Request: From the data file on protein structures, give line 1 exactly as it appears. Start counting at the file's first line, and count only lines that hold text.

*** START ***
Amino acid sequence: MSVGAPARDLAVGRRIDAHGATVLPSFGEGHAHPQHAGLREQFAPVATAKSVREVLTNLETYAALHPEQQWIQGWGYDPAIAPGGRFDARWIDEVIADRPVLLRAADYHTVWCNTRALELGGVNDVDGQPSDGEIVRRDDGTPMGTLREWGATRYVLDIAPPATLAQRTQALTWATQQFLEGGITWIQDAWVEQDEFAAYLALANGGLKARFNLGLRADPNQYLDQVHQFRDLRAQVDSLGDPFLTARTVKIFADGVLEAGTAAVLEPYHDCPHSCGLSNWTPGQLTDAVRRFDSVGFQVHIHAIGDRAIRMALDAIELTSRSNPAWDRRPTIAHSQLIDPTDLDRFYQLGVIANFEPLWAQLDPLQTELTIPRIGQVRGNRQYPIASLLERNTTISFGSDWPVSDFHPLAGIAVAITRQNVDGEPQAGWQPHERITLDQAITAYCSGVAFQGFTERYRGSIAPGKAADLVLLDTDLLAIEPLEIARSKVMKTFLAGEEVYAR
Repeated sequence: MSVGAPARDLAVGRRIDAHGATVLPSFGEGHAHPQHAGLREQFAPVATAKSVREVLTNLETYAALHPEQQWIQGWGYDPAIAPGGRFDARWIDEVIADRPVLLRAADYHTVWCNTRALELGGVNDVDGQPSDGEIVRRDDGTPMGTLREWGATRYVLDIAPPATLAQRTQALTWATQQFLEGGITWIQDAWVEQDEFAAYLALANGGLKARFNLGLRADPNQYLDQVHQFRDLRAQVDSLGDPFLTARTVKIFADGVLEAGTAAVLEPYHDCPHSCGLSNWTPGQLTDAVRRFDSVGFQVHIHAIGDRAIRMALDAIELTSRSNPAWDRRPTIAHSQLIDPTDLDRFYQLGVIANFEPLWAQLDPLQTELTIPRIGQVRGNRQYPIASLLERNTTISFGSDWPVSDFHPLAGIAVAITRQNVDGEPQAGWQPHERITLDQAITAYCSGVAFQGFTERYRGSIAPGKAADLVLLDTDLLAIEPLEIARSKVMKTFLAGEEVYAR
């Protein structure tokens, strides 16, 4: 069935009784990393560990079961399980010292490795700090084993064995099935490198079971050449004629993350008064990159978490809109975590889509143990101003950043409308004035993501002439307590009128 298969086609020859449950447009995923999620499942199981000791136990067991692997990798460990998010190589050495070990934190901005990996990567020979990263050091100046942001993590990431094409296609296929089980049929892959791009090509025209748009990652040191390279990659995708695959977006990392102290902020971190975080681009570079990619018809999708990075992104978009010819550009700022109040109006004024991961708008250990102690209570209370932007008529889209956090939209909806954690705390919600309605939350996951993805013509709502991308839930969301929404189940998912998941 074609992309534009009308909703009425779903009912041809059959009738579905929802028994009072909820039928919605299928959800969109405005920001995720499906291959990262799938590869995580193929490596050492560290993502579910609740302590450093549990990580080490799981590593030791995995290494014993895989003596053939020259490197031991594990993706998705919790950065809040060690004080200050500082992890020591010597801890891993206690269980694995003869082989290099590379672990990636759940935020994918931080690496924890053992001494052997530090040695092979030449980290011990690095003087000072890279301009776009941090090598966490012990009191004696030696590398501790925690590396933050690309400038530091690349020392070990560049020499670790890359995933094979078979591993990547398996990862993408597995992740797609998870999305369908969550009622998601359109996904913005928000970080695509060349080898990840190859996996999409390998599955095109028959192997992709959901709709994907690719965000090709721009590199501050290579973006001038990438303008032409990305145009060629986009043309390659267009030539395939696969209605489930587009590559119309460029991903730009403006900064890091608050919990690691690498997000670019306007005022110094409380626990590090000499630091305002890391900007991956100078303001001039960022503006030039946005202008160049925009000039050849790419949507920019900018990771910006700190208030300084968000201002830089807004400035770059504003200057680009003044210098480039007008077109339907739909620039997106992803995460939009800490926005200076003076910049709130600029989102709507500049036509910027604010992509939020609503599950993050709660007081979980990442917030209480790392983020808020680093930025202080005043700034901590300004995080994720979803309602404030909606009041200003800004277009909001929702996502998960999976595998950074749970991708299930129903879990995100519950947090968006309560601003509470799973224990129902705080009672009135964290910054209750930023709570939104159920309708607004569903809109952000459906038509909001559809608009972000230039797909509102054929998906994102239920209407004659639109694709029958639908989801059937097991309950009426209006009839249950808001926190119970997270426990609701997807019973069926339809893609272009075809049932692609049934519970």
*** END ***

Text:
Amino acid sequence: MSVGAPARDLAVGRRIDAHGATVLPSFGEGHAHPQHAGLREQFAPVATAKSVREVLTNLETYAALHPEQQWIQGWGYDPAIAPGGRFDARWIDEVIADRPVLLRAADYHTVWCNTRALELGGVNDVDGQPSDGEIVRRDDGTPMGTLREWGATRYVLDIAPPATLAQRTQALTWATQQFLEGGITWIQDAWVEQDEFAAYLALANGGLKARFNLGLRADPNQYLDQVHQFRDLRAQVDSLGDPFLTARTVKIFADGVLEAGTAAVLEPYHDCPHSCGLSNWTPGQLTDAVRRFDSVGFQVHIHAIGDRAIRMALDAIELTSRSNPAWDRRPTIAHSQLIDPTDLDRFYQLGVIANFEPLWAQLDPLQTELTIPRIGQVRGNRQYPIASLLERNTTISFGSDWPVSDFHPLAGIAVAITRQNVDGEPQAGWQPHERITLDQAITAYCSGVAFQGFTERYRGSIAPGKAADLVLLDTDLLAIEPLEIARSKVMKTFLAGEEVYAR